Costigan / Is working with residents really that hard?

“What will it take to change the planning regimes – sooner rather than later – before too much damage is done and older suburbs lose their historic character?” writes PAUL COSTIGAN

The Eyre Street Atria mixed commercial and residential development… praise all round from the residents. Photo by Paul Costigan

IT’S not often when discussing Canberra planning that there is praise for the ACT’s chief planner. So let’s do it.

The ACT chief planner revisited the former approval for an aspect of that waste disposal site in Fyshwick that had been previously approved. He admitted that approval should not have been given and so he reversed the decision. Full marks to the chief planner.

A little while ago I met with members of the Kingston and Barton Residents’ Association (KBRA). They tabled three-pages of the planning matters that they are dealing with. It is an amazing list. The most well known was the battle over the so-called “unsolicited” proposal to do a monster development on the Manuka Oval along with questionable land swaps that were at the cost of local amenities. This was backed by the then Urban Renewal Minister – the Chief Minister. The Manuka Oval proposal was eventually dumped.

Another major proposal relates to the Kingston Arts Precinct. This could be a fantastic development. Sadly, the people I spoke to have doubts about what is happening especially as there is no news on this since early 2017 when the goal posts moved from what was originally announced.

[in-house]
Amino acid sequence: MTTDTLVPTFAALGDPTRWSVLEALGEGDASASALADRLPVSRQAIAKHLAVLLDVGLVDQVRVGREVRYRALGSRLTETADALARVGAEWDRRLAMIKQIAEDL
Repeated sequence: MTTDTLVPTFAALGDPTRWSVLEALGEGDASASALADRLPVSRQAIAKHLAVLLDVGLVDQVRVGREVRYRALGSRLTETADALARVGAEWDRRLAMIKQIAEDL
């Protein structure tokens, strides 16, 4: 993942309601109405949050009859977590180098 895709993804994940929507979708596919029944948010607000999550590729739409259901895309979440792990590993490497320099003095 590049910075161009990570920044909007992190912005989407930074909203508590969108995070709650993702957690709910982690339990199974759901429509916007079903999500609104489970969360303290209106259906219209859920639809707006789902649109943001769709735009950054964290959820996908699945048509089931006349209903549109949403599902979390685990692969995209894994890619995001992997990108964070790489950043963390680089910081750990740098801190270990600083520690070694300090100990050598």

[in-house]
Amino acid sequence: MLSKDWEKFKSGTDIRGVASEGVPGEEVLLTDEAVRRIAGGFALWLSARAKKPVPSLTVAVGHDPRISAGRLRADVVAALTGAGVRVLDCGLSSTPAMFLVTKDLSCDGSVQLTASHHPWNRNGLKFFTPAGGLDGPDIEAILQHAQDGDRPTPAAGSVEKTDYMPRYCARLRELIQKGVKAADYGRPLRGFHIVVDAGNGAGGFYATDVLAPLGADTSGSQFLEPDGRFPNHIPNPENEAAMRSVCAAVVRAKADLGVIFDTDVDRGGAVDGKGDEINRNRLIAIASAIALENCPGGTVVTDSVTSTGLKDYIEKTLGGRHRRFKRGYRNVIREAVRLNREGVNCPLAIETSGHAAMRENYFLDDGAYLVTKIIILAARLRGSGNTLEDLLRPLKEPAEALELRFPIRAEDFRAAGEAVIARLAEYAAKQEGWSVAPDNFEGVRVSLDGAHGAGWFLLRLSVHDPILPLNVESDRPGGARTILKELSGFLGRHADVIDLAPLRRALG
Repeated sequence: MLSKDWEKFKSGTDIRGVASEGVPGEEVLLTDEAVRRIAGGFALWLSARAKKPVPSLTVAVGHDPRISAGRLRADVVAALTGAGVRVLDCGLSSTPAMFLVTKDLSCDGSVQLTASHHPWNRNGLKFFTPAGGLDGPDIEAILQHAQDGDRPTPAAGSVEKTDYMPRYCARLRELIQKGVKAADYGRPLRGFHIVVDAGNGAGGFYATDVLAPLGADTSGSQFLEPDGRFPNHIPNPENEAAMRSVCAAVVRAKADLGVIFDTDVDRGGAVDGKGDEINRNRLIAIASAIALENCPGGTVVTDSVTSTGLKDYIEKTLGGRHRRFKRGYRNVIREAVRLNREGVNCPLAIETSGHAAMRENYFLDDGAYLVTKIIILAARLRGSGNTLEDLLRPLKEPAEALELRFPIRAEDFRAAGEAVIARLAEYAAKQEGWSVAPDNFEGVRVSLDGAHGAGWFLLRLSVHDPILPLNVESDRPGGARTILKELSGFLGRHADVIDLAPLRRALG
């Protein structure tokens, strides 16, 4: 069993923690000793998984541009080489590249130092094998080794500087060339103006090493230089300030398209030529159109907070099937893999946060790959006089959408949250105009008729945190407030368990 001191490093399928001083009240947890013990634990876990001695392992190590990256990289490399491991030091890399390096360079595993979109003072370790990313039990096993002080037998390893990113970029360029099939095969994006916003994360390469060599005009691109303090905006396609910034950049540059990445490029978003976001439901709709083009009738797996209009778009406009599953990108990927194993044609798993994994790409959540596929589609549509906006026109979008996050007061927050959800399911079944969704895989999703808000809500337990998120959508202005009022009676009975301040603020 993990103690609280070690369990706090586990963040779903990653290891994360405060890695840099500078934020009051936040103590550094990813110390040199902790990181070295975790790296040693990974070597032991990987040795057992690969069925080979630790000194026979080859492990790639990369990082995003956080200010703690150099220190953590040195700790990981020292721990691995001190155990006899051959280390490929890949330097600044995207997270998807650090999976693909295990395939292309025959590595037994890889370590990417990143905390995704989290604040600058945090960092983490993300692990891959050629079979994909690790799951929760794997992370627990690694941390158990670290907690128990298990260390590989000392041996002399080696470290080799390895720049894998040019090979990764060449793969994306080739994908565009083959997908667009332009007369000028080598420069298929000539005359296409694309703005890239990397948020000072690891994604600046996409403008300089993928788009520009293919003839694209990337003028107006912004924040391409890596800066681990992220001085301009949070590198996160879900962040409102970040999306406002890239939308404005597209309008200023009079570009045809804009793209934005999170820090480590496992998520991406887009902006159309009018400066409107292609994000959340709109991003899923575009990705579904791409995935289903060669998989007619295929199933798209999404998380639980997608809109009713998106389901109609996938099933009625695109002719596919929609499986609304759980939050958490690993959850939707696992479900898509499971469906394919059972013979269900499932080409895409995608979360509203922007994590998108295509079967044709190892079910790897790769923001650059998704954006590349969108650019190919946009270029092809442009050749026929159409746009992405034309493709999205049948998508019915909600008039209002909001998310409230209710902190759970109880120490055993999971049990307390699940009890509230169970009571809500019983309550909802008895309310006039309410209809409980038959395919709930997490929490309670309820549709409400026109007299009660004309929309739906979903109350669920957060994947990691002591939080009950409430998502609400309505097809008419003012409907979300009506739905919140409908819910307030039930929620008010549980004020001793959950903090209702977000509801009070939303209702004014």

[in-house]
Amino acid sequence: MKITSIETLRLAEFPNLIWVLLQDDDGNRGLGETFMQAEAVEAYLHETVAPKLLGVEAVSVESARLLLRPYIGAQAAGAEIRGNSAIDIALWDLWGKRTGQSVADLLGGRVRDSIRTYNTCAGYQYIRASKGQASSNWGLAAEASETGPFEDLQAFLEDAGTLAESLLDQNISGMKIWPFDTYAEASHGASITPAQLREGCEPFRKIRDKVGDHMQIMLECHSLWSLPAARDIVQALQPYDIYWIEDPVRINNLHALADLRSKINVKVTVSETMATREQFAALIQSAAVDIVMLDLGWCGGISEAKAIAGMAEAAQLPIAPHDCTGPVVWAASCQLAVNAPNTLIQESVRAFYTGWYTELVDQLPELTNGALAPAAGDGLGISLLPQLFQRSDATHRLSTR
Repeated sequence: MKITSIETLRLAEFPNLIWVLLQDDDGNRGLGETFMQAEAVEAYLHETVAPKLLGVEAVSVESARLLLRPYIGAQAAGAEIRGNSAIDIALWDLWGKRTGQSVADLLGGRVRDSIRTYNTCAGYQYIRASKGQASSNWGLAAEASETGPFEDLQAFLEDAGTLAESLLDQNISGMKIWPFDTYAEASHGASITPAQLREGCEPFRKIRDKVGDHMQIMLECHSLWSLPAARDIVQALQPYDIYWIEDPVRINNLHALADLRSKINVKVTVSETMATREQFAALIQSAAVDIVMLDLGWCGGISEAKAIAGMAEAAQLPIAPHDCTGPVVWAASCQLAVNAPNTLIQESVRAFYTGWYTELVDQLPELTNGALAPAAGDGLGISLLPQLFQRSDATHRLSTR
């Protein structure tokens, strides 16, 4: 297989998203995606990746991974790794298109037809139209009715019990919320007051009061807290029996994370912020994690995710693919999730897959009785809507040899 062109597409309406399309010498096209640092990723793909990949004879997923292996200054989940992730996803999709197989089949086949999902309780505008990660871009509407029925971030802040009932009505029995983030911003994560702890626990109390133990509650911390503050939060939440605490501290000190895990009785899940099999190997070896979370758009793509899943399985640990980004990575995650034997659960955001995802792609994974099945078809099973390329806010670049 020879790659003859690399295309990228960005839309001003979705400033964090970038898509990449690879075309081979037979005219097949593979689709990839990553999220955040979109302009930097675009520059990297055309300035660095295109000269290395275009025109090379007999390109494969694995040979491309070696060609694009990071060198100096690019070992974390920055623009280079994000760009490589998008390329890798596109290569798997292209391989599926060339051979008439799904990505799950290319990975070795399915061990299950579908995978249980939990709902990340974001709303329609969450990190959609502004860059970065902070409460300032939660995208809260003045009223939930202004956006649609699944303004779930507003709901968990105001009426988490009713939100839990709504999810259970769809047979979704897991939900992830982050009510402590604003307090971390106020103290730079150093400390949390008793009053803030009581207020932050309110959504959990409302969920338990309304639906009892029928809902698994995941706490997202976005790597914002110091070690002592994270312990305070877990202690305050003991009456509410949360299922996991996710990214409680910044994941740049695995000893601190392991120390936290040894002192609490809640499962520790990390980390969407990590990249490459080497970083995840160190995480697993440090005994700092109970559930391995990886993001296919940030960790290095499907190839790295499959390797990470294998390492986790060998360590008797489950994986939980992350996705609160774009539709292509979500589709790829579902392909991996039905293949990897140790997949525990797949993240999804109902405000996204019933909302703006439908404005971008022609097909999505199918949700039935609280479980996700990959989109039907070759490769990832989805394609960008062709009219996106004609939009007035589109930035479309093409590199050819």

Given the habit of the government and the developers to suddenly hit communities with enormously complex and questionable development applications – with little time to respond – who knows what and when something will be thrown the community’s way for consideration. Will it be a set of tall apartments and/or giant hotel? Who knows?

Across Canberra the precinct codes now being used by the ACT government to define what should be in certain suburbs are not delivering quality outcomes.

There are some very ordinary, bland complexes now appearing in Kingston. As with communities across Canberra, the KBRA has a desire to work with the government and developers to see the character of their suburbs enhanced as development progresses – as it will.

This older Canberra area has heritage and historical values on top of the desire to maintain neighbourhood character and recognise residential aspirations.

What will it take to change the planning regimes – sooner rather than later – before too much damage is done and these older suburbs lose their historic character (the reason many people want to live there)?

But wait – the KBRA has had positive experiences with development. Yes, it can happen. The KBRG put out a statement thanking Roads ACT, Kingston Traders and the supermarket developers for working together on the Eyre Street Atria mixed commercial and residential development that all agree should benefit residents and businesses.

This is the development opposite Green Square on Eyre Street. Fingers are crossed that it delivers what has been agreed to.

There are many more stories. But what matters most is the lack of master planning for these suburbs as well as the commitment from government agencies to work with the residents rather than via a disjointed approach that results in getting the residents offside through exhausting confrontations.